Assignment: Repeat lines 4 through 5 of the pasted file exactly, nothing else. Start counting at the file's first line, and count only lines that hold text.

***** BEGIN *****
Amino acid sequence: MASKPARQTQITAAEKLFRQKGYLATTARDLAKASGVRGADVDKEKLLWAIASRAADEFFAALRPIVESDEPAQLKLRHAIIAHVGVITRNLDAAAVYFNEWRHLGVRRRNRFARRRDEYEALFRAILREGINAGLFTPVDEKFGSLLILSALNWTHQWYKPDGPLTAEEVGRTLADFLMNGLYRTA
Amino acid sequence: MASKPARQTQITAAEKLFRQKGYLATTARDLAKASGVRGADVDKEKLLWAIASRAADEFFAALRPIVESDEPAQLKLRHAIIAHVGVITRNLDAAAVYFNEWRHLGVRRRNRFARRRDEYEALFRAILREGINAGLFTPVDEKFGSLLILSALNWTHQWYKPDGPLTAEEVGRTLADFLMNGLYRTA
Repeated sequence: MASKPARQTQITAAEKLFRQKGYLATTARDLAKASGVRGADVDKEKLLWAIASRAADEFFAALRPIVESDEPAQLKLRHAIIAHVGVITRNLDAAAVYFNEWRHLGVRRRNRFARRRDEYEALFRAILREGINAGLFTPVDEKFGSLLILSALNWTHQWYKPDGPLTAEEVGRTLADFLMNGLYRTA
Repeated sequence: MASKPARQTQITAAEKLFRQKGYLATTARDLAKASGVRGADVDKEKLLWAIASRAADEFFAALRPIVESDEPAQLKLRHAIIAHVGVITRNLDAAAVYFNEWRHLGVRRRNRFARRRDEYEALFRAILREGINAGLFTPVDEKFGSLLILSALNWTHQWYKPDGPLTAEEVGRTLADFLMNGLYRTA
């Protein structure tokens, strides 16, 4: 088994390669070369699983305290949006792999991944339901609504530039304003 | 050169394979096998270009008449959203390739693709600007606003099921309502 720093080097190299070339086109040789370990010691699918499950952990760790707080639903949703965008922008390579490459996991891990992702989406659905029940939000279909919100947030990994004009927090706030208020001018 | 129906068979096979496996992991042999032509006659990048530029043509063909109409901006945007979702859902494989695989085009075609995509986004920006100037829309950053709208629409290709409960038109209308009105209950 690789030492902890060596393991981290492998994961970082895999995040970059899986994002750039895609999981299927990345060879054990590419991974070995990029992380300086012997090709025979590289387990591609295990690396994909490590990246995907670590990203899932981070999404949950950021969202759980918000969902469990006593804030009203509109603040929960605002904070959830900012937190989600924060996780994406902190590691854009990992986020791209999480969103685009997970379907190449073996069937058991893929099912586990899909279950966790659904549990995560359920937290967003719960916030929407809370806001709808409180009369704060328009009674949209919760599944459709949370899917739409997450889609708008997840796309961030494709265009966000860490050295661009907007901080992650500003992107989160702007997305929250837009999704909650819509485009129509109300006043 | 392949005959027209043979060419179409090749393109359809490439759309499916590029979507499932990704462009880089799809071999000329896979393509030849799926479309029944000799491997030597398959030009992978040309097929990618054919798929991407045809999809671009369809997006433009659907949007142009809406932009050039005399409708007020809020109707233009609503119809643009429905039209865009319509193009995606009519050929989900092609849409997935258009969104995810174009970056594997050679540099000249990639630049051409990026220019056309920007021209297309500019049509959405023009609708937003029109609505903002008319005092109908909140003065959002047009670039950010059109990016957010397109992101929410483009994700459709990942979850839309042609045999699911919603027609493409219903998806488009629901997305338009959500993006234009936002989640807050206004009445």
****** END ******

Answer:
Repeated sequence: MASKPARQTQITAAEKLFRQKGYLATTARDLAKASGVRGADVDKEKLLWAIASRAADEFFAALRPIVESDEPAQLKLRHAIIAHVGVITRNLDAAAVYFNEWRHLGVRRRNRFARRRDEYEALFRAILREGINAGLFTPVDEKFGSLLILSALNWTHQWYKPDGPLTAEEVGRTLADFLMNGLYRTA
């Protein structure tokens, strides 16, 4: 088994390669070369699983305290949006792999991944339901609504530039304003 | 050169394979096998270009008449959203390739693709600007606003099921309502 720093080097190299070339086109040789370990010691699918499950952990760790707080639903949703965008922008390579490459996991891990992702989406659905029940939000279909919100947030990994004009927090706030208020001018 | 129906068979096979496996992991042999032509006659990048530029043509063909109409901006945007979702859902494989695989085009075609995509986004920006100037829309950053709208629409290709409960038109209308009105209950 690789030492902890060596393991981290492998994961970082895999995040970059899986994002750039895609999981299927990345060879054990590419991974070995990029992380300086012997090709025979590289387990591609295990690396994909490590990246995907670590990203899932981070999404949950950021969202759980918000969902469990006593804030009203509109603040929960605002904070959830900012937190989600924060996780994406902190590691854009990992986020791209999480969103685009997970379907190449073996069937058991893929099912586990899909279950966790659904549990995560359920937290967003719960916030929407809370806001709808409180009369704060328009009674949209919760599944459709949370899917739409997450889609708008997840796309961030494709265009966000860490050295661009907007901080992650500003992107989160702007997305929250837009999704909650819509485009129509109300006043 | 392949005959027209043979060419179409090749393109359809490439759309499916590029979507499932990704462009880089799809071999000329896979393509030849799926479309029944000799491997030597398959030009992978040309097929990618054919798929991407045809999809671009369809997006433009659907949007142009809406932009050039005399409708007020809020109707233009609503119809643009429905039209865009319509193009995606009519050929989900092609849409997935258009969104995810174009970056594997050679540099000249990639630049051409990026220019056309920007021209297309500019049509959405023009609708937003029109609505903002008319005092109908909140003065959002047009670039950010059109990016957010397109992101929410483009994700459709990942979850839309042609045999699911919603027609493409219903998806488009629901997305338009959500993006234009936002989640807050206004009445």